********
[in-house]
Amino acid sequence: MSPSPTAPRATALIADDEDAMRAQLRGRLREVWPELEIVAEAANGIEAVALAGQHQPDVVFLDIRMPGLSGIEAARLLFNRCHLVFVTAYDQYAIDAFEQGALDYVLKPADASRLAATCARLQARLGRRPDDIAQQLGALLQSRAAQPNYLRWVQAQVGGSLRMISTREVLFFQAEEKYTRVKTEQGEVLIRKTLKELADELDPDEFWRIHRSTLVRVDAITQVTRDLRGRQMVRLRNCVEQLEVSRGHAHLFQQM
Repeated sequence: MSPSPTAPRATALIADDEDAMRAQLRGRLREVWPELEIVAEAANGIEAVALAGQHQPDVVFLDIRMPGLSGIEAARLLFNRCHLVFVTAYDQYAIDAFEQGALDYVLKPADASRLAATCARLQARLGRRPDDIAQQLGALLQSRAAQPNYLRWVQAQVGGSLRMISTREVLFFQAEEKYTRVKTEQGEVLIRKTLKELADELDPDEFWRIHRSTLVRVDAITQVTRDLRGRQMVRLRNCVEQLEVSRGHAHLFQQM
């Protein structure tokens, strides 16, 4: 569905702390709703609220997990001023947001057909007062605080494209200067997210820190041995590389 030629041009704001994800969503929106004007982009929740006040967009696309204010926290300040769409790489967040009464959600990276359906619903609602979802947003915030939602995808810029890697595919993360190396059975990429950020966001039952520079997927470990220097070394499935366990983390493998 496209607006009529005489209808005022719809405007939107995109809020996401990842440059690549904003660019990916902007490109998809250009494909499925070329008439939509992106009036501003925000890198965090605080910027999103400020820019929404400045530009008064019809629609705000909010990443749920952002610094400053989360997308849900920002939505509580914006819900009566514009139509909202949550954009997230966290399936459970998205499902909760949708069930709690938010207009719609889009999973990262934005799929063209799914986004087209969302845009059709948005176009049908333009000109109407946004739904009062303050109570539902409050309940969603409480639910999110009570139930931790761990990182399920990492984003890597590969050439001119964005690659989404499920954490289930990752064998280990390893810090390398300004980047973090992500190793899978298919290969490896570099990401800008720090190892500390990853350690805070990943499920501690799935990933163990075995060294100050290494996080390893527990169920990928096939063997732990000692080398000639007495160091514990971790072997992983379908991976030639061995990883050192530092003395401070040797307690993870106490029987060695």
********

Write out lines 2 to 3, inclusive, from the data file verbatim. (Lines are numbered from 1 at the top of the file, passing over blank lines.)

Amino acid sequence: MSPSPTAPRATALIADDEDAMRAQLRGRLREVWPELEIVAEAANGIEAVALAGQHQPDVVFLDIRMPGLSGIEAARLLFNRCHLVFVTAYDQYAIDAFEQGALDYVLKPADASRLAATCARLQARLGRRPDDIAQQLGALLQSRAAQPNYLRWVQAQVGGSLRMISTREVLFFQAEEKYTRVKTEQGEVLIRKTLKELADELDPDEFWRIHRSTLVRVDAITQVTRDLRGRQMVRLRNCVEQLEVSRGHAHLFQQM
Repeated sequence: MSPSPTAPRATALIADDEDAMRAQLRGRLREVWPELEIVAEAANGIEAVALAGQHQPDVVFLDIRMPGLSGIEAARLLFNRCHLVFVTAYDQYAIDAFEQGALDYVLKPADASRLAATCARLQARLGRRPDDIAQQLGALLQSRAAQPNYLRWVQAQVGGSLRMISTREVLFFQAEEKYTRVKTEQGEVLIRKTLKELADELDPDEFWRIHRSTLVRVDAITQVTRDLRGRQMVRLRNCVEQLEVSRGHAHLFQQM